By Dennis Schoeneborn, Professor, Department of Management, Society and Communication, CBS
We are in the midst of an unfolding crisis that humanity is struggling to understand. To make sense of the unknown, humans tend to rely on metaphors, analogies, or other rhetorical figures.
Metaphors, for example, allow for giving meaning to a (rather unknown) target domain by projecting and transferring insights from a (presumably better known) source domain. In other words, with a metaphor we can describe something we do not quite understand with something more tangible.
Similarly, in the current coronavirus pandemic, the choice of metaphors that are used matters as to how we react to the current crisis.
The flu and the war
In the public discourse about the current coronavirus pandemic, the sensemaking process includes analogies within the same domain.
We see this, for example, when US president Donald Trump stated at the beginning of the pandemic: »It’s just like a regular flu«. Or, when Brazilian president Jair Bolsonaro compared the virus with a »little cold«.
We also see metaphors that tap into the other domains. One example is the ‘tsunami’ metaphor used by various medical professionals that originates from the source domain of natural disasters.
Trump’s framing of coronavirus as an »invisible enemy« or French president Emmanuel Macron’s insistence that »we’re at war« links to the source domain of human warfare.
World leaders, journalists, social media influencers, epidemiologists and other contributors to the public debate can be presumed to mobilize such metaphors not only to foster sense-making but ultimately also to steer citizens’ behavior.
As cognitive linguists Paul Thibodeau and Lera Boroditsky explain, metaphors tend to »have profound influences on how we conceptualize and act with respect to important societal issues«.
Accordingly, it is worthwhile studying how and to what extent the use of different metaphors can inspire, influence and ‘organize’ individual and collective behavior.
The trade-off of metaphors
As the work by communication and management scholar Joep Cornelissen reminds us, the fruitfulness of a metaphor depends on (1) its aptness (whether a metaphor ‘fits’ and is meaningful) as well as (2) its heuristic value (the extent to which a metaphor offers new insights into an unfamiliar domain).
However, aptness and heuristic value tend to be in a trade-off relation: While close proximity between source and target domain can help strengthen the aptness of a metaphor, it tends to diminish the metaphor’s heuristic value at the same time.
The latter problem also occurs when the metaphorical connection between two domains becomes so well-established (like the link between epidemics and warfare) that the metaphor loses its ability to lend new meaning to the target domain.
A word’s metaphorical quality then ‘dies’ so-to-speak (like the term World Wide Web, where hardly anybody today would think of spider webs).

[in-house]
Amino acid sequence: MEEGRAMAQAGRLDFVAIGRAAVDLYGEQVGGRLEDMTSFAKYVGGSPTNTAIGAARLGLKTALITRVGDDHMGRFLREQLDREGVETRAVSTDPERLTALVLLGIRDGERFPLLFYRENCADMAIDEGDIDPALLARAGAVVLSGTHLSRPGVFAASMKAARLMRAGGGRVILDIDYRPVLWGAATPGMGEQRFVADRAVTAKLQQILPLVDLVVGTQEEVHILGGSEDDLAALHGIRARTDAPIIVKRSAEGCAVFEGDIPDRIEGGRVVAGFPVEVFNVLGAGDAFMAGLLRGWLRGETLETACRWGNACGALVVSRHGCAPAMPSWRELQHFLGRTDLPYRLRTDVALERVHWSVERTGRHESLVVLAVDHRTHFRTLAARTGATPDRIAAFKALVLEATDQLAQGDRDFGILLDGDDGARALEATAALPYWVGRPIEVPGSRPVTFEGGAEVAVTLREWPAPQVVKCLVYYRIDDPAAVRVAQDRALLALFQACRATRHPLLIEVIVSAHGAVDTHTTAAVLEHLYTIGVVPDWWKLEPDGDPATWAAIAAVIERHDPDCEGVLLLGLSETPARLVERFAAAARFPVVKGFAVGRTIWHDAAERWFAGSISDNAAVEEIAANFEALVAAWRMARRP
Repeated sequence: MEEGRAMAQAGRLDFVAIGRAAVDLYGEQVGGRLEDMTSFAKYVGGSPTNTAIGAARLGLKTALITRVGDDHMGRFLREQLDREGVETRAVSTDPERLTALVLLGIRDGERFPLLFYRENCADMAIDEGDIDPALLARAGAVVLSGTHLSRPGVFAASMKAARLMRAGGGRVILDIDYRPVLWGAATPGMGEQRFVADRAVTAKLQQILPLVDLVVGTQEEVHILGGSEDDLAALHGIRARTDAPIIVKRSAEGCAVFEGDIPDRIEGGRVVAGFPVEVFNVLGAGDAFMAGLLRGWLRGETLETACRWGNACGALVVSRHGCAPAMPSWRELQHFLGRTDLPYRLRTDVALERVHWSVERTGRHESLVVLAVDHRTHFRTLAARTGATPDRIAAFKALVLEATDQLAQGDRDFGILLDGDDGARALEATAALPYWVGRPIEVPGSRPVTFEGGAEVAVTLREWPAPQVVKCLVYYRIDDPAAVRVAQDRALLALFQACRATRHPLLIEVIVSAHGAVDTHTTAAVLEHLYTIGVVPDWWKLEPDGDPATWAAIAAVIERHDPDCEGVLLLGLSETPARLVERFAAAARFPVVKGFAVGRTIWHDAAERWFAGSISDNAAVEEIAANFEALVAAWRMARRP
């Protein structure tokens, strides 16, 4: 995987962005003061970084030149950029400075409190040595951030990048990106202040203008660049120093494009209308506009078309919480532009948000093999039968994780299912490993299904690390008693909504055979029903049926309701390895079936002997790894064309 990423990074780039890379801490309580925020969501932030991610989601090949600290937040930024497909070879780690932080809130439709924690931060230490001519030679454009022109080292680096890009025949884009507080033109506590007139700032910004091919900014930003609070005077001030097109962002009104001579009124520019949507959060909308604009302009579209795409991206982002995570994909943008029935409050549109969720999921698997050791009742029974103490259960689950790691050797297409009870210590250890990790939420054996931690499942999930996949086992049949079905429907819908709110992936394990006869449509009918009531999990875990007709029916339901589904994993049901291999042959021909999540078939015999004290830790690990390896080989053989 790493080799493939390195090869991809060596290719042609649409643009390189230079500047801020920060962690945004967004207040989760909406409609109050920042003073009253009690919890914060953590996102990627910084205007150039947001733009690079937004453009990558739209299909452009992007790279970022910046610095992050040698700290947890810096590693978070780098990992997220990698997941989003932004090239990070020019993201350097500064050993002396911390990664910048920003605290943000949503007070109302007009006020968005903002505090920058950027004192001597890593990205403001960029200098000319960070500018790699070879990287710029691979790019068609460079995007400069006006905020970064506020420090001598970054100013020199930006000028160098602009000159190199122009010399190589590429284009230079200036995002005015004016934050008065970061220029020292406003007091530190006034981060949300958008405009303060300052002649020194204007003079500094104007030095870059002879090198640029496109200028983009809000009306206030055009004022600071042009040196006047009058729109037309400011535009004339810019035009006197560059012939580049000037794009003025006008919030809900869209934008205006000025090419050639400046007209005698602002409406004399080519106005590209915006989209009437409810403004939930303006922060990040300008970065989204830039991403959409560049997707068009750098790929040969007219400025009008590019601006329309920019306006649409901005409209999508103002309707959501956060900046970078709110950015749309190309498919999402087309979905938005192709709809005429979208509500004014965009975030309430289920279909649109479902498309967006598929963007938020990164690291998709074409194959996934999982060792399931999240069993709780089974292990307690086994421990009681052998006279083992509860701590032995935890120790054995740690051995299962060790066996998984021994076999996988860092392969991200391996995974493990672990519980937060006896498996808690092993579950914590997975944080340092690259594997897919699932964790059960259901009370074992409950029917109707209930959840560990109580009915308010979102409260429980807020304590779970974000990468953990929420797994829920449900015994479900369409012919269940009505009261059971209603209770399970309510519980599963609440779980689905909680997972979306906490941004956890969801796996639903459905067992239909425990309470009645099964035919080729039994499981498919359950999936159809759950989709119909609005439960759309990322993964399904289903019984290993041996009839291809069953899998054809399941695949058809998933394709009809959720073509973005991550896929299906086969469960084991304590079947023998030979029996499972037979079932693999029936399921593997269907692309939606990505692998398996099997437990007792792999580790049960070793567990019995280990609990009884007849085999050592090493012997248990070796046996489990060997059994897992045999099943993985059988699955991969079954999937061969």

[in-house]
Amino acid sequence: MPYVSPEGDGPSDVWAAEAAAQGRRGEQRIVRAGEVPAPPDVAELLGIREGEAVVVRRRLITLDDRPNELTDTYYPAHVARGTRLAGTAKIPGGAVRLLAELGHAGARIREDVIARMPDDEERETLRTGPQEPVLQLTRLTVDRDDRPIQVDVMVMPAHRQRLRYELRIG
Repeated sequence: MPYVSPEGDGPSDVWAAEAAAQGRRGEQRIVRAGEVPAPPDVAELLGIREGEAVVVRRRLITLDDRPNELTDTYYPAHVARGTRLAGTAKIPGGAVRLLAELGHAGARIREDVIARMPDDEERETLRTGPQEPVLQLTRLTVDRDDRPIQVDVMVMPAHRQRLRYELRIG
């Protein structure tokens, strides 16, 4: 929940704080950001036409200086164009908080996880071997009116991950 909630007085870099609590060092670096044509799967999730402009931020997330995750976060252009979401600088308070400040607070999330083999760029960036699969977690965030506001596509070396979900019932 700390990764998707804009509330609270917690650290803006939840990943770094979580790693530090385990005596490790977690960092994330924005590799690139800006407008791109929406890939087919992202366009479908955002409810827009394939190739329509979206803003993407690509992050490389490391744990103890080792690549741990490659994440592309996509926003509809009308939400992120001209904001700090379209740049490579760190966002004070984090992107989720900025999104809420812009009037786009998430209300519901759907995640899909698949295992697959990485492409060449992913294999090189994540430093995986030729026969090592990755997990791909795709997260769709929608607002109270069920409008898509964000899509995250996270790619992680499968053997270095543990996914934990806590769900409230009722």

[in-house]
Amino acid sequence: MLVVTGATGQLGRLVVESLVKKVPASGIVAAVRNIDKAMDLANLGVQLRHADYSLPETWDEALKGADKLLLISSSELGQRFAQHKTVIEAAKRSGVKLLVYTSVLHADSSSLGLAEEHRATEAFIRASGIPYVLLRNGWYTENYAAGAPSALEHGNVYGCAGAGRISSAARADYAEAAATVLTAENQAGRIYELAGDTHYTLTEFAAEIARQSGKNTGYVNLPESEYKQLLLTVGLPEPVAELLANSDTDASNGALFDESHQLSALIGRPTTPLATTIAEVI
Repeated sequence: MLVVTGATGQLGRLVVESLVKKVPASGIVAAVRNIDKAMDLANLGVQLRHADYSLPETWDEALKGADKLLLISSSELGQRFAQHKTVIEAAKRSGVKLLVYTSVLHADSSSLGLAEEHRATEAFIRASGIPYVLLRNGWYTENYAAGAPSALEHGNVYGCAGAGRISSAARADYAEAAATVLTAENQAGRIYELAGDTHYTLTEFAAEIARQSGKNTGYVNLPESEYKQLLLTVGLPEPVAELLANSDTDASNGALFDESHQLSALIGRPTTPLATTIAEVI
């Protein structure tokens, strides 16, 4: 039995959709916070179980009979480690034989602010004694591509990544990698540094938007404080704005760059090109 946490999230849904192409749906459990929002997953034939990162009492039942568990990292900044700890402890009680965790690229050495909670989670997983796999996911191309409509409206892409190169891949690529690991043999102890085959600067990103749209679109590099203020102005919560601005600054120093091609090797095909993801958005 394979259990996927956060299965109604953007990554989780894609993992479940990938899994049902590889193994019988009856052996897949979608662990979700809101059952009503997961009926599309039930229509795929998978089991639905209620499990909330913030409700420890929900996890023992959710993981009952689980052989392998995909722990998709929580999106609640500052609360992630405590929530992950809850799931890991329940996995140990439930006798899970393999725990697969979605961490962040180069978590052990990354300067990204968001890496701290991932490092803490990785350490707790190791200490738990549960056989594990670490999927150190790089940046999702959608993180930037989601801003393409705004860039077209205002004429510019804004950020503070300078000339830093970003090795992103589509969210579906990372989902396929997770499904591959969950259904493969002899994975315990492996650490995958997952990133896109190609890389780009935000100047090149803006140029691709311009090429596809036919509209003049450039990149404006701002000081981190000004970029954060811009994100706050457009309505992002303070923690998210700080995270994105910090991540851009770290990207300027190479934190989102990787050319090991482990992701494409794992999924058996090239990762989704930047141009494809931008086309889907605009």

Keeping metaphors fresh
In contrast, metaphors can be kept vivid and alive via the power of dissimilarity: the greater the contextual distance between two domains (while ensuring aptness), the better the chance of a metaphor to be insightful.
This can be one of the reasons why novel and unusual combinations of metaphors, such as the notion of ’The Hammer and the Dance‘ by science blogger Tomas Pueyo, seems to have comparably better prospects to lend new meaning to the pandemic and thus inspire new and desirable modes of behavior.
The crisis of our imagination
However, the vast variety of metaphors (and their respective source domains) that are currently mobilized in public debates can serve as an indication that humanity is still in its early stage of comprehending the very challenges posed by the virus.
In this regard, the current crisis situation is also a crisis of collective imagination and sense-making.
Hence, in these turbulent and worrisome times it is more important than ever that contributors to the public debate think twice before mobilizing metaphorical imaginations – and to consider not only their aptness, heuristic value, or ’retweetability’ but also their potential (and sometimes unintended) consequences for individual, collective, and organizational behavior.
Ultimately, it is not only the ‘brute fact’ (as linguist John Searle would put it) of the pandemic that can severely harm us – but also the meanings that are ascribed to it (via metaphors or other modes of language) and that can materialize in very concrete actions.
One is likely to act less careful if the coronavirus is imagined to be ‘just like a flu’ – and more careful if the virus is imagined to have ‘chameleon-like’ features that make it hard to detect (e.g., recent evidence showing that the virus can also surface in damages to the kidneys, heart, and brain) or if one imagines exposing oneself to the virus is like playing ‘Russian roulette’ (as various contributors to the public debate aptly put it).
Language forms realities – and our actions
As recent research on ‘Narrative Economics’ by Nobel Prize winner Robert Shiller demonstrates, the way we talk about reality can play a key role in the co-creation of major events and societal developments (e.g., the financial crisis in 2008).
Similarly, the current coronavirus pandemic serves as painful evidence for the importance of theories that highlight the constitutive role of communication for phenomena of organization and organizing.
In other words, communication in the form of metaphors, narratives, or via other rhetorical means, especially if voiced by opinion leaders, tends to be not just ‘cheap talk’ but can be highly consequential.